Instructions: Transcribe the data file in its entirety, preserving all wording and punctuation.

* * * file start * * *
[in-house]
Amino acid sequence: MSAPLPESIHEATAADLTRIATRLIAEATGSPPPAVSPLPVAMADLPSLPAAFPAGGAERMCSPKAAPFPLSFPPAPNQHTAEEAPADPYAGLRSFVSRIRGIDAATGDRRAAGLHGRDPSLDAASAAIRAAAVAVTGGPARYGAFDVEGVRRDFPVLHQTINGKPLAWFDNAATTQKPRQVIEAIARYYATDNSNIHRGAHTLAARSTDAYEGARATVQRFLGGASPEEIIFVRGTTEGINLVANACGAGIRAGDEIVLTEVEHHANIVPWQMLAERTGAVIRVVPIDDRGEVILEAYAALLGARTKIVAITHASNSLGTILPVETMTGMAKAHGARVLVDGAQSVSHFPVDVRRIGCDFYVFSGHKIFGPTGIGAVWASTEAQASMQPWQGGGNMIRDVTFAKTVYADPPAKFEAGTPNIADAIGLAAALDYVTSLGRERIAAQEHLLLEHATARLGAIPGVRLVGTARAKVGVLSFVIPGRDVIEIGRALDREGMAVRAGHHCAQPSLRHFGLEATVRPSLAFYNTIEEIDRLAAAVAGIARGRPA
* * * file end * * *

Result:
[in-house]
Amino acid sequence: MSAPLPESIHEATAADLTRIATRLIAEATGSPPPAVSPLPVAMADLPSLPAAFPAGGAERMCSPKAAPFPLSFPPAPNQHTAEEAPADPYAGLRSFVSRIRGIDAATGDRRAAGLHGRDPSLDAASAAIRAAAVAVTGGPARYGAFDVEGVRRDFPVLHQTINGKPLAWFDNAATTQKPRQVIEAIARYYATDNSNIHRGAHTLAARSTDAYEGARATVQRFLGGASPEEIIFVRGTTEGINLVANACGAGIRAGDEIVLTEVEHHANIVPWQMLAERTGAVIRVVPIDDRGEVILEAYAALLGARTKIVAITHASNSLGTILPVETMTGMAKAHGARVLVDGAQSVSHFPVDVRRIGCDFYVFSGHKIFGPTGIGAVWASTEAQASMQPWQGGGNMIRDVTFAKTVYADPPAKFEAGTPNIADAIGLAAALDYVTSLGRERIAAQEHLLLEHATARLGAIPGVRLVGTARAKVGVLSFVIPGRDVIEIGRALDREGMAVRAGHHCAQPSLRHFGLEATVRPSLAFYNTIEEIDRLAAAVAGIARGRPA